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Sticking thermostat=overflowing coolant?

Old 12-13-03, 01:07 PM
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Sticking thermostat=overflowing coolant?

I'm still trying to sort out my overheating problems. The symptoms are pretty simple..........When the engine is pretty well heat soaked, like say after driving it for 15 minutes or so...........I can sit and idle it for awhile.........with lights on it stays 170-190 with the fan coming on and off.............with lights off it fluctuates 195 to 210, once again fan on and off..............

If I then stop the car, with hood down, I will hear gurgling as air seems to be heading to the overflow tank..........but after about 5-10 minutes it will completely overflow and spew out about 1/2 a gallon of coolant on the driveway.................

So far I've replaced both caps to the filler neck (Mazda original equipment) and the AST (even increased that one to 16lbs), and I've also purchased the $50 kit from NAPA that determines if you have exhaust gas in your coolant.............that gave me a negative result...........

The only thing I can figure out would be:

1. The thermostat is sticking (I'm only throwing that in because others have suggested it, but I'm not sure why that would cause my symptoms after the cars at rest)........

2. I DO have a bad seal, but it's only leaking the exhaust gas into the coolant AFTER it's heat soaked and THAT's when it's letting the exhaust gas in............the problem is that the kit for testing it is sort of impossible to use after you've got the car heat soaked because then your cooling system is under pressure, and to use it you have the filler neck cap off.................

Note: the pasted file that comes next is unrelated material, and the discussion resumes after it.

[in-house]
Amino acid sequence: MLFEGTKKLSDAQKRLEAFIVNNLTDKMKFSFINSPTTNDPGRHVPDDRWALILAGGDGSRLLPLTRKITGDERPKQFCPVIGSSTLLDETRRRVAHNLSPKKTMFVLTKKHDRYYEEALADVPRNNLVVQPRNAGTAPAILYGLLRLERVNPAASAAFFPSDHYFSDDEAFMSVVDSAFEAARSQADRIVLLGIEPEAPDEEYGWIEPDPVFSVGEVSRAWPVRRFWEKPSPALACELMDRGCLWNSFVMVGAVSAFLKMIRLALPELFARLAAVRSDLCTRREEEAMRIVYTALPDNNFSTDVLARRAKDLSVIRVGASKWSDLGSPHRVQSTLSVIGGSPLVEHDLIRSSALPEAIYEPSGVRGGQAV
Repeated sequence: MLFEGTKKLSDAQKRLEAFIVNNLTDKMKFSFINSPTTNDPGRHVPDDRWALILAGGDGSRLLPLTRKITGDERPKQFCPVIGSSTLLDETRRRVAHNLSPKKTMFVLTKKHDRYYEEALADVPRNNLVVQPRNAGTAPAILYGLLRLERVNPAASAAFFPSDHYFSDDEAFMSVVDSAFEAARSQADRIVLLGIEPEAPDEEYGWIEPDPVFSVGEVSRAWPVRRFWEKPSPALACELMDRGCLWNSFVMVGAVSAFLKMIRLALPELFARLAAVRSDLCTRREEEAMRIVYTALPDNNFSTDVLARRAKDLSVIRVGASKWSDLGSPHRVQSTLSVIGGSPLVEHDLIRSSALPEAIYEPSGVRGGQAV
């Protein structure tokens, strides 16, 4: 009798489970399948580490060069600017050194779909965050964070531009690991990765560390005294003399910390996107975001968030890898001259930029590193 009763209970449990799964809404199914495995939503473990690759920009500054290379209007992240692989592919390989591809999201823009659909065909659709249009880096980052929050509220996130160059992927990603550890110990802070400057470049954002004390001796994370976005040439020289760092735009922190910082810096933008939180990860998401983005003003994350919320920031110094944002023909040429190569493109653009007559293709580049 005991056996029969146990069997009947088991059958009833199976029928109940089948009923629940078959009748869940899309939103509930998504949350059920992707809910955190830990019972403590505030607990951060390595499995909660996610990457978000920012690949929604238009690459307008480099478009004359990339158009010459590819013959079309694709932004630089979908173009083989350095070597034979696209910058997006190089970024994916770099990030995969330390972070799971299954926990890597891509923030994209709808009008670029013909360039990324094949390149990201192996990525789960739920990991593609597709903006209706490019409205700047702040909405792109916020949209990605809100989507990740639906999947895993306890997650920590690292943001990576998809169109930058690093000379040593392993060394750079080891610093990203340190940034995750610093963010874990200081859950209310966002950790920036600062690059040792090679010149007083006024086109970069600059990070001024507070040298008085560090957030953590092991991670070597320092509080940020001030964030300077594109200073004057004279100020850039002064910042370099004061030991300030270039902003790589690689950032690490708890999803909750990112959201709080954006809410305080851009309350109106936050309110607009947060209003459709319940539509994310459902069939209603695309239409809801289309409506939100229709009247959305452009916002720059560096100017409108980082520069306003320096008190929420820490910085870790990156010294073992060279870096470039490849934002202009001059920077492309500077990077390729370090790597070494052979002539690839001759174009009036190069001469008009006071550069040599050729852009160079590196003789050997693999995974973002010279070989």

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Old 12-13-03, 11:26 PM
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don't quote me but my unproffesional opinion is that you have a cracked housing.

what happens is if the housing gets a crack in it due to overheating or whatnot. If the crack reaches a coolant passage it is bad news depending on the placement of the crack it either

a. burns coolant
b. pressurizes the coolant system...causing it to spew coolant, much like yours does.

If my theory is correct, you need a rebuild (there is block welding, a cheap work around but I don't know how effective it is)

I hope this isn't the case, but it is a possibility...

There also could be multiple reasons.

For example, the above example happened to my 90 N/A but then the waterpump went making my coolant situation much worse

running nice now though...knock on wood

Last edited by run_rabbit_run; 12-13-03 at 11:31 PM.
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Old 12-14-03, 02:57 PM
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Rebuild time. The bad seal will allow exhaust into the cooling system as soon as the car starts up. Fill the cold engine to the top with coolant, fire it up and watch for bubbles. The bubbles are exhaust gases.
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Old 12-14-03, 06:28 PM
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you must use the tester you mentioned while the engine is running. if it still shows no exhuast gases then you may just have a small leak bleeding pressure. this could be internal or an external hose or even the heater core. you could have a shop do a pressure test. pressurizing the system will show the external leaks and verify thoughts of an internal one. if it holds pressure then a cracked housing is likely, but if it looses pressure then you maybe able to find and repair the leak. visually check all(and I mean ALL hoses)
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